Diane Winston, at UCLA's Mindfulness Awareness Research Center, has a set of wonderful guided meditations on their web site, which can be played directly or downloaded onto your computer. Since I can't improve on these (and can't figure out how to save audio files to a blog), I'll give you the link to the page: I strongly recommend starting with the "5 minute breathing meditation." Practice this until you can do it on your own (without listening) for 10-15 minutes a day. Meditation on the breath is the foundation of mindfulness meditation, so it is important to be really familiar with these instructions. After you've done this for a couple of weeks, try moving on to the "19 minute complete meditation instructions." This meditation is what I recommend learning and staying with.

Other things to keep in mind as you get started:

1) The first thing you will probably find is that your mind will wander. This is normal. Wandering is what the mind is used to doing. The important thing is to keep bringing the attention back, over and over again. Just notice what the mind does, and keep coming back to the breath. If you practice long enough, it will probably wander less (but not always).

2) Be kind, to yourself, your mind, and your body. Don't judge anything that happens as you meditate. This is your time to be with yourself.

3) You may be tempted to "use" the meditation time to ponder a problem or do some planning. If you find yourself doing this, say to yourself, "not now" and come back to the breath. During this time, there is nothing else you have to do, nothing more important than just being here, with all your attention.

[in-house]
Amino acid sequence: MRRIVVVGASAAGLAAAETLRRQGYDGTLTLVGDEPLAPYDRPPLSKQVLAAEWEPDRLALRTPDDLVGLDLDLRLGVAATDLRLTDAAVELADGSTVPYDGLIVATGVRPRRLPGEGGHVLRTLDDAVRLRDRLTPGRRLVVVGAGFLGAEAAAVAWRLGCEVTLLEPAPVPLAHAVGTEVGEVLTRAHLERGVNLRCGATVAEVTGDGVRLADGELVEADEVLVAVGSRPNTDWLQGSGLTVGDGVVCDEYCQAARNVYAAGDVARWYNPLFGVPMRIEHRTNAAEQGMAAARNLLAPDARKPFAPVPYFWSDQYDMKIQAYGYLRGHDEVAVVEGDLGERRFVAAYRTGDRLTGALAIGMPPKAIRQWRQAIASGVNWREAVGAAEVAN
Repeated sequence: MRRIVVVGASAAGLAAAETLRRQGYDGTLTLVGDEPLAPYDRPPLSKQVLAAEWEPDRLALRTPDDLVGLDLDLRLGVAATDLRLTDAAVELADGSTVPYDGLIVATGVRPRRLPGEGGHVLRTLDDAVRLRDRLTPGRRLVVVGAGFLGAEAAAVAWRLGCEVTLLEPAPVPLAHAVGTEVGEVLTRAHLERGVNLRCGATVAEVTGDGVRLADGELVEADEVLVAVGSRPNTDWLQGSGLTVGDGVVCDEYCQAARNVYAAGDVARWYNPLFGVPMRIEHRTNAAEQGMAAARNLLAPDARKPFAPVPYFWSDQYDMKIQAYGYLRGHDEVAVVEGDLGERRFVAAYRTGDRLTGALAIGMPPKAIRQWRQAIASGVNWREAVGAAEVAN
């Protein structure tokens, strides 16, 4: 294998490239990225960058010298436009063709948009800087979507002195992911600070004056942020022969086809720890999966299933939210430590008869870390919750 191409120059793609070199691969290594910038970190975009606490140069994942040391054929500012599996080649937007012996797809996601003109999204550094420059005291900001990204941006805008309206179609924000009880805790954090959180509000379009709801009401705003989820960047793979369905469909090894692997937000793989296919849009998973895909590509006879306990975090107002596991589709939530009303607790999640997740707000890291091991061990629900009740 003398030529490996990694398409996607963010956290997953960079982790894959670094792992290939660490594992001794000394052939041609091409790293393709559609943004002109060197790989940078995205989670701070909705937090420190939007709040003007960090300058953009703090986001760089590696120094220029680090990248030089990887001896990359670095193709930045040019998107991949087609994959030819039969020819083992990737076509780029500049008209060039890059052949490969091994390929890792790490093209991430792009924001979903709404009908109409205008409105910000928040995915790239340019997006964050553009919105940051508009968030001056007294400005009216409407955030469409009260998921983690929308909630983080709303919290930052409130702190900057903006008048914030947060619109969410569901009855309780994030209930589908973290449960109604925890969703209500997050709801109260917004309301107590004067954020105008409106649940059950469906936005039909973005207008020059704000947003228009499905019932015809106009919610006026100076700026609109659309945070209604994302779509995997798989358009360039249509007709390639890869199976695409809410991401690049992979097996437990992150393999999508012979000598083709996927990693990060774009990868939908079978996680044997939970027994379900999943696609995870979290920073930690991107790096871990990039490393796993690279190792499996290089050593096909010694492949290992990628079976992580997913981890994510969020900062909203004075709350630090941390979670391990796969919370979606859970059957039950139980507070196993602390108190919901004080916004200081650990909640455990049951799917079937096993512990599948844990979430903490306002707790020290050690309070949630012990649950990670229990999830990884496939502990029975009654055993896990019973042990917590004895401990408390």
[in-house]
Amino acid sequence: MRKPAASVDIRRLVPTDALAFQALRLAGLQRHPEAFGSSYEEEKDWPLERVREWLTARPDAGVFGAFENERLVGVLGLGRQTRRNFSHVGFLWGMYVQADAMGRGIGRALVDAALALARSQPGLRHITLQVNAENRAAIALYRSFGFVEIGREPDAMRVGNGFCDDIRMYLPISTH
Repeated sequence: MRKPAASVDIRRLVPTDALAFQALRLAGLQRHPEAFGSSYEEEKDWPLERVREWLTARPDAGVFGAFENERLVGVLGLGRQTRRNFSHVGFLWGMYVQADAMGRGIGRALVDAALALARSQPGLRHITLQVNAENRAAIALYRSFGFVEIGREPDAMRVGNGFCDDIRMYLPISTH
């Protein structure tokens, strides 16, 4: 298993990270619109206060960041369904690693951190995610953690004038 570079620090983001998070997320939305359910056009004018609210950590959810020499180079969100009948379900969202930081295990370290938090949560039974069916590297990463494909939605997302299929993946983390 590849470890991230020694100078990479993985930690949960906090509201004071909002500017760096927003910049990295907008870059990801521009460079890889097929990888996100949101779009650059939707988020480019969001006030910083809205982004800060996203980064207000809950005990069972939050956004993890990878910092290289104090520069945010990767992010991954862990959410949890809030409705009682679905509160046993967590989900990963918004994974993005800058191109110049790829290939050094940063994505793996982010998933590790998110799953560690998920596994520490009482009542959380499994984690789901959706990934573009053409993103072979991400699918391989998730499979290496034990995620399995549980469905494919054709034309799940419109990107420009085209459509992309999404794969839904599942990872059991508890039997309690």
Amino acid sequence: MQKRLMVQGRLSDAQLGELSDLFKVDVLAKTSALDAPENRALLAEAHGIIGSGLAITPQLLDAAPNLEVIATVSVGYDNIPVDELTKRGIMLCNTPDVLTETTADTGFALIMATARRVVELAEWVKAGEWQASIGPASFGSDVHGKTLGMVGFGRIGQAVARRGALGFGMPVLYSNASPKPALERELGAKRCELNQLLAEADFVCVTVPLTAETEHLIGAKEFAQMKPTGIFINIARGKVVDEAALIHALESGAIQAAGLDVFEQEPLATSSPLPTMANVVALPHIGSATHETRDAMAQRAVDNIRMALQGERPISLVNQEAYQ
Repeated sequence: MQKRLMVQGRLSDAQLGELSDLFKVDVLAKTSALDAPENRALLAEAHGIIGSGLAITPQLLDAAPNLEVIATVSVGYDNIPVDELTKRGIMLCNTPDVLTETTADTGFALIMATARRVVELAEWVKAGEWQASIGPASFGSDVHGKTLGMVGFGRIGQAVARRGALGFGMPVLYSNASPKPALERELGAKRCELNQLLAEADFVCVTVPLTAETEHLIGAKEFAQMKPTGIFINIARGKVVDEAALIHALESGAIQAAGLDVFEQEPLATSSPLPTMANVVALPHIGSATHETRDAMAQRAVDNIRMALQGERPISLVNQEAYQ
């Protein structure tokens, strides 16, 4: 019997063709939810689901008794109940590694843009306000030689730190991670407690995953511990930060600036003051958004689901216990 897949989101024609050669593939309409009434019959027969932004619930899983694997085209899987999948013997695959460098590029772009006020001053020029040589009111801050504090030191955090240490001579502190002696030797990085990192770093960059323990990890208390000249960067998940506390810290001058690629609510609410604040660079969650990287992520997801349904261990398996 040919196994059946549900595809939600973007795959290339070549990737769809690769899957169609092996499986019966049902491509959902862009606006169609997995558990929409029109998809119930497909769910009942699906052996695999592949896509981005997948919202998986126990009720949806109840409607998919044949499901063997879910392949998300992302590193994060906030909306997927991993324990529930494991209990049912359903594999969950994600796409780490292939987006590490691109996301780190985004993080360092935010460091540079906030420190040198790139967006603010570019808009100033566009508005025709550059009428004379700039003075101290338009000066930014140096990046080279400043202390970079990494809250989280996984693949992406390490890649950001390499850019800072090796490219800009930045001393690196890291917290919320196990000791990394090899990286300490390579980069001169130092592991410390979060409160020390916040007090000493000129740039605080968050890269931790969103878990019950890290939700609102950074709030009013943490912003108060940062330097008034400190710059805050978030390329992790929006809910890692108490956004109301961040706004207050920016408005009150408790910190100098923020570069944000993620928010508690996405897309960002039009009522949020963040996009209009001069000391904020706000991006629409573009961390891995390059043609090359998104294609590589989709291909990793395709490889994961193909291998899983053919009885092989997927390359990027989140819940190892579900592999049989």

4) Be curious. Be open. What is this like, to just be present with this experience, in this moment?

If you have a question, click on the "comments" link at the bottom of this post and leave it there.

Note: I will discuss more of the meditations on the UCLA marc site in later posts.

Wednesday, December 30, 2009

The Basics I: What is Mindfulness?

Fundamentally, mindfulness is conscious awareness of what is happening in the present moment. It is experiential awareness: what is the sensation, sight, sound, taste, smell, or mental formation (thought, emotion) that is happening right now? This is the bare observation aspect of mindfulness; simply placing our complete attention on what is happening in the present, without comment or evaluation.